June 15, 2021
“What artists should I be collecting?”
It’s one of the most common questions an art advisor hears. And believe it or not, there isn’t a simple answer. There are so many types of art available at so many different price points. The variety means that the answer to this common question will be different for everyone.
Whether to invest in well-known artists or take a chance on an emerging artist isn’t a matter of right or wrong. They can both be smart buys, but it all comes down to the collector.
Many young collectors are interested in street art, work from the greats of graffiti. This set loves artists like Shepard Fairey, Banksy and Basquiat. These legends of the street are commanding huge demand among the new wave of collectors. The colorful star of Banksy’s award-winning documentary, Exit Through The Gift Shop, Mr. Brainwash, is extremely popular as well.
But these same collectors usually have a soft spot for the greats of pop art, too. They’re looking for names like Andy Warhol and Keith Haring. Decades after their deaths, their work is still speaking to generations of young people.
The thing about these big names is that they are proven investments. What does that mean? It means they have a great track record on the auction block and in private sales.It’s great work and a great investment.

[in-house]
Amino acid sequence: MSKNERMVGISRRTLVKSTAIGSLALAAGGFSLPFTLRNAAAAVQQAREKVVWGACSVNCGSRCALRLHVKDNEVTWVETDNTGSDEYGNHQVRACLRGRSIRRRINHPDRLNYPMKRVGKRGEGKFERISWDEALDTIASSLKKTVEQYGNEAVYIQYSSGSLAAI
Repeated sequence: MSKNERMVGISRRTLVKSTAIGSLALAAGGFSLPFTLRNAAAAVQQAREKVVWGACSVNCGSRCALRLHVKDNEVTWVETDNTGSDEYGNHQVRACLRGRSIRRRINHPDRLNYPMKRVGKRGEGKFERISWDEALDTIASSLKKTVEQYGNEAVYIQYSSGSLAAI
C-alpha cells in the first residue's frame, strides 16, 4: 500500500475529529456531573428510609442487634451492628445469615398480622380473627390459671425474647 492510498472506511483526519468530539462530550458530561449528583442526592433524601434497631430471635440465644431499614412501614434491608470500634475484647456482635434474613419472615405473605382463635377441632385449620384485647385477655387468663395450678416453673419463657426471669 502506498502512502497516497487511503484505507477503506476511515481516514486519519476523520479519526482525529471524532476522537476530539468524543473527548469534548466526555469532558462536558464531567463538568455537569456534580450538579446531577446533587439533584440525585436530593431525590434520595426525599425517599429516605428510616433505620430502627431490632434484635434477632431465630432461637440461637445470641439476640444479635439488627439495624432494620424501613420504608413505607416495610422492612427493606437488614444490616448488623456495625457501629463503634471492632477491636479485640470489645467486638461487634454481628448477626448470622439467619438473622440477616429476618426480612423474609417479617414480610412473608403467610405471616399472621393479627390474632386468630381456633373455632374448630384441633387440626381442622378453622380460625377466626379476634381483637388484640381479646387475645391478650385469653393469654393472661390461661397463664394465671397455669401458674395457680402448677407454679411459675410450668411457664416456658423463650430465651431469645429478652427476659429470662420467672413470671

Buying emerging artists is all about risk and reward. Let’s look at a recent example of how this can play out.
Henry on Pop Art recently lost a sale with a good client. The work was a high quality piece by a talented emerging artist. The problem? The artist didn’t have a track record at auction.
The client loved the piece, and it looked incredible in their home. Still, the client had reservations.
For one, it was on the expensive side. The artist does well, and believes the artwork will keep commanding higher and higher prices into the future. But it hasn’t yet.
So it makes a buyer wonder: could I be getting more out of this money?
The decision was made to focus on work by an investment grade artist. So Henry found them more beautiful work, this time with a proven track record and great upside potential.
After that experience, the emerging artist decided to lower their prices into a range that makes their work more attractive. After all, they might become the next big thing, so there is potential for major reward. But if the price is too high, the risk isn’t worth it.
The truth is, most collectors do well to have a mixture of proven names mixed in with emerging artists.
If you are interested in getting your hands on work by big names or promising emerging artists, contact Henry on Pop Art. Henry is an art advisor who specializes in Blue Chip Pop and Contemporary Art.
Henry makes the complex art world simple for his clients. He puts his expertise and connections to work for you, making sure art buying is hassle-free and enjoyable.
Consult the expert — Ask Henry
Artwork: Andy Warhol – “Chicken Noodle”